Apartments under construction in Dallas. Advocate photo.

In a new series exploring America’s housing shortage, land use and housing potential, researchers at RentCafe — an apartment search website that collects and analyzes data on rental housing — address Dallas’ situation.

The Unlocking Dallas’ Housing Potential study shows we have 475 unused plots of land already zoned for multifamily use.

But for various reasons Dallas has been adding relatively little housing, despite a great need for it.

That unused land could house up to 100,000 new apartments, half of which would be located in the heart of the city, they say. The number is more than the total number of apartments built in Dallas since 2000.

Dallas has the largest homeless population in Texas, a severe shortage of housing units and need to construct roughly 19,000 apartments annually to fill the gap, particularly for low-income families, they report.

The most promising areas for building, according to the research, are in neighborhoods south and west of Downtown, ZIP codes 75201 and 75202.

75202 allows for almost 34,500 new apartments to be built on its 34 empty parcels, making it the most promising sector for new homes. Building potential in 75201, the western side of Downtown, allows for about half the amount of new apartments to be built on its 16 vacant plots.

In those ZIP codes alone, more than 50,000 apartments could be built on 2.7 million square feet, analysts summarize.

This interactive RentCafe map allows us to see all of Dallas’ untapped land, how it is zoned and how many units the parcel could potentially hold.

Lake Highland’s 75238 doesn’t make the list of zip codes with available land. 75243, which ranks 15 on the list of promising zip codes, contains seven parcels of vacant land that could become housing. 75231 has just one.

RC researchers say “strategic rezoning” could unlock even more plots citywide for housing.

Rezoning could increase the wave of new rentals far beyond 100,000 apartments, and Dallas’ construction potential would be 6.5 times greater if we included vacant land with other types of zoning, they report.

Dallas has a total of 494 million square feet of vacant land scattered around 3,152 parcels zoned for residential, as well as agriculture.

A second interactive map highlights vacant lots in Dallas and the type of land parcels that surround each plot.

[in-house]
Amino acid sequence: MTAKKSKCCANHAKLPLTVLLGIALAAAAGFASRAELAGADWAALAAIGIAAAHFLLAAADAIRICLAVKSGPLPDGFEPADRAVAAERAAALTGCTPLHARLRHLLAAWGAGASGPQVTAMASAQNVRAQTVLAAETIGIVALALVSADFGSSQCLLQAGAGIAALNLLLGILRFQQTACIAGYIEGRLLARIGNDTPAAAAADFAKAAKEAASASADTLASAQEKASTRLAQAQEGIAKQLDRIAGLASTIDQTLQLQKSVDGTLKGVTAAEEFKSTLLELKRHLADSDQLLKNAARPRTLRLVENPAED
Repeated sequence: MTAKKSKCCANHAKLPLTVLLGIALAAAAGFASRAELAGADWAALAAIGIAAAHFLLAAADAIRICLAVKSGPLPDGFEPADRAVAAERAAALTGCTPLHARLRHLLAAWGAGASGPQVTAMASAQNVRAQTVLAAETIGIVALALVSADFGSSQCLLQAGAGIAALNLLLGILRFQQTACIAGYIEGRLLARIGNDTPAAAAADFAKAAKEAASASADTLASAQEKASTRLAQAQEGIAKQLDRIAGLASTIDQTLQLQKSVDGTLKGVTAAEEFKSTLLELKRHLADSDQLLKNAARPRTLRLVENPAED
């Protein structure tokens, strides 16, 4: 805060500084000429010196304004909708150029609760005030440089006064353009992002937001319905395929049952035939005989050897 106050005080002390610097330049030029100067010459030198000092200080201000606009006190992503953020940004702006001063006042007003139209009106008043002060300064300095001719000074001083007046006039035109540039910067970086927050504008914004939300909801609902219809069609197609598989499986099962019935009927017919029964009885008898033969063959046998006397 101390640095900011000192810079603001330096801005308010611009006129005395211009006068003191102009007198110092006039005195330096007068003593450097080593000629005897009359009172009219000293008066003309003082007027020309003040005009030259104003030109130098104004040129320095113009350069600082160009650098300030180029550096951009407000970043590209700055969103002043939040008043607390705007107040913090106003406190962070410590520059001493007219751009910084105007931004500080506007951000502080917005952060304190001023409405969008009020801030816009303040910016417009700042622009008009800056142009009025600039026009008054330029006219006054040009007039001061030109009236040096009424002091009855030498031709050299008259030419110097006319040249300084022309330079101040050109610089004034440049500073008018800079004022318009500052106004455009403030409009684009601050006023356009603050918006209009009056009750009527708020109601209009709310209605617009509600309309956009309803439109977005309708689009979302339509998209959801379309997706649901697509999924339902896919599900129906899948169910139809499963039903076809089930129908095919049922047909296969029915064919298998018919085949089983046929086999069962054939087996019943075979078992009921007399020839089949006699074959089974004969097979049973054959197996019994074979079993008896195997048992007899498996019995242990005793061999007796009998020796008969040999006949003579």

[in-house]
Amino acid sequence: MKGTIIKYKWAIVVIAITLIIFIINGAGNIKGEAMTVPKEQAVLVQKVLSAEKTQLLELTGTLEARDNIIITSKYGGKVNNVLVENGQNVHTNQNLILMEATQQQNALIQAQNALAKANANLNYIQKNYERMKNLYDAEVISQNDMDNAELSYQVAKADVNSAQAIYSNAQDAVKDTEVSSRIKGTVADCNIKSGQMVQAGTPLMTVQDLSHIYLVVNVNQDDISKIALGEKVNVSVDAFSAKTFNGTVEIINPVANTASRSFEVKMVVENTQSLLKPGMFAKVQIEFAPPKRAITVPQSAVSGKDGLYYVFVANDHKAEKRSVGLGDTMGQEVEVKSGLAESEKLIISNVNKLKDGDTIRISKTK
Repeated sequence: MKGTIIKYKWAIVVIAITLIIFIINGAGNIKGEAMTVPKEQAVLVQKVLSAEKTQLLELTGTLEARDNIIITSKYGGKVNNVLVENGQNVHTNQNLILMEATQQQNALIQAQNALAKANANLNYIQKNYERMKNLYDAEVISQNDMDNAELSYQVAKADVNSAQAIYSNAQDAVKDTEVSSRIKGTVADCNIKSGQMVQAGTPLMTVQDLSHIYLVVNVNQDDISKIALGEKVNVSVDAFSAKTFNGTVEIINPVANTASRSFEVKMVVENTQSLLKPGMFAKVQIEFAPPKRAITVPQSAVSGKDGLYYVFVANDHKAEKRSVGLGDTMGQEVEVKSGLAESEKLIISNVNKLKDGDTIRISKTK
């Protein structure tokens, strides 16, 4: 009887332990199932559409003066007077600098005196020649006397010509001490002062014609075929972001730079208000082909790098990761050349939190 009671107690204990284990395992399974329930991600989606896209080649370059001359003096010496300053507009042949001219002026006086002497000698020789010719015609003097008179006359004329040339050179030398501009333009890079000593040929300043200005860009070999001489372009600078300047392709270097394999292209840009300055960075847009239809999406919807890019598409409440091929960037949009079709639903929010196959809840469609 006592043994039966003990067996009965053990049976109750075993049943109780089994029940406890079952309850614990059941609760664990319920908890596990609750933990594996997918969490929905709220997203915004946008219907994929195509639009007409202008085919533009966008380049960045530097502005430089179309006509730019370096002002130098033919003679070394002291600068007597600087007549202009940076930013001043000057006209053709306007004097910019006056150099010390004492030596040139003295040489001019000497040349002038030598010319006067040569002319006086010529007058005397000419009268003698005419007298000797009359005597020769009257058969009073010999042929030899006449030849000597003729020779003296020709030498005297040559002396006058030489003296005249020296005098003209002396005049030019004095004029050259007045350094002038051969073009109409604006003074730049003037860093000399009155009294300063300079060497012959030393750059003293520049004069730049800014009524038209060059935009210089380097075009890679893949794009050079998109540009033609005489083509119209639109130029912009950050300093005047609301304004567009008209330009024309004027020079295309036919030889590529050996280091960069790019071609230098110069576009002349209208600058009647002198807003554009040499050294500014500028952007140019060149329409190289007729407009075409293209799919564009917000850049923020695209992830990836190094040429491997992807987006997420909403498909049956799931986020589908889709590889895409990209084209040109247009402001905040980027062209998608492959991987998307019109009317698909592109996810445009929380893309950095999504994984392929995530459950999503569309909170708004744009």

What’s holding Dallas back from using this land to end the housing crisis?

RentCafe cites bureaucratic hurdles as the primary obstacle.

Phil Crone, the executive director of the Dallas Builders Association, says “process uncertainty is the largest Dallas-centric inhibitor.”

He says the City of Dallas has a backlog of about 1,000 planned developments — that developers often face monthslong delays in getting their projects approved by the city. “If we could cut their number in half, we’d really be making some progress,” Crone says.

The permitting process is estimated to take about three months, and developers report more than double the time, and it includes two public hearings.

At times homeowners and council representatives, at those hearings, have resisted residential development in their neighborhood, a phenomenon that can discourage developers, especially those proposing lower-income housing.

It’s not just here. Mike Kingsella, CEO of Up for Growth, a nonprofit committed to solving the housing shortage and affordability crisis, last year, attributed underproduction in more than 200 metropolitan areas across America to “NIMBY-ism (not in my backyard) and exclusionary zoning.”

The pandemic further slowed down the permitting process.

House Bill 14, filed in March, part of a statewide zoning reform package, allows building applicants to hire a third party to review and sign off on permits if a city doesn’t act within 15 days of state-set deadlines, and that should help move things along.

The study also explores and shows how adding housing is a good thing for anyone in the region whose earnings go toward rent.

“With a faster pace of construction — around 10,000 new apartments per year — we estimate that rents in Dallas would rise by 47% to 85% in the next decade,” a RentCafe spokesperson says by email. “However, with the current pace of 4,000 apartments per year and the same population growth trends, we’re looking at an extreme 123% rise in the next 10 years.”

To peruse this study and methodology, visit RentCafe’s Market Insights page here.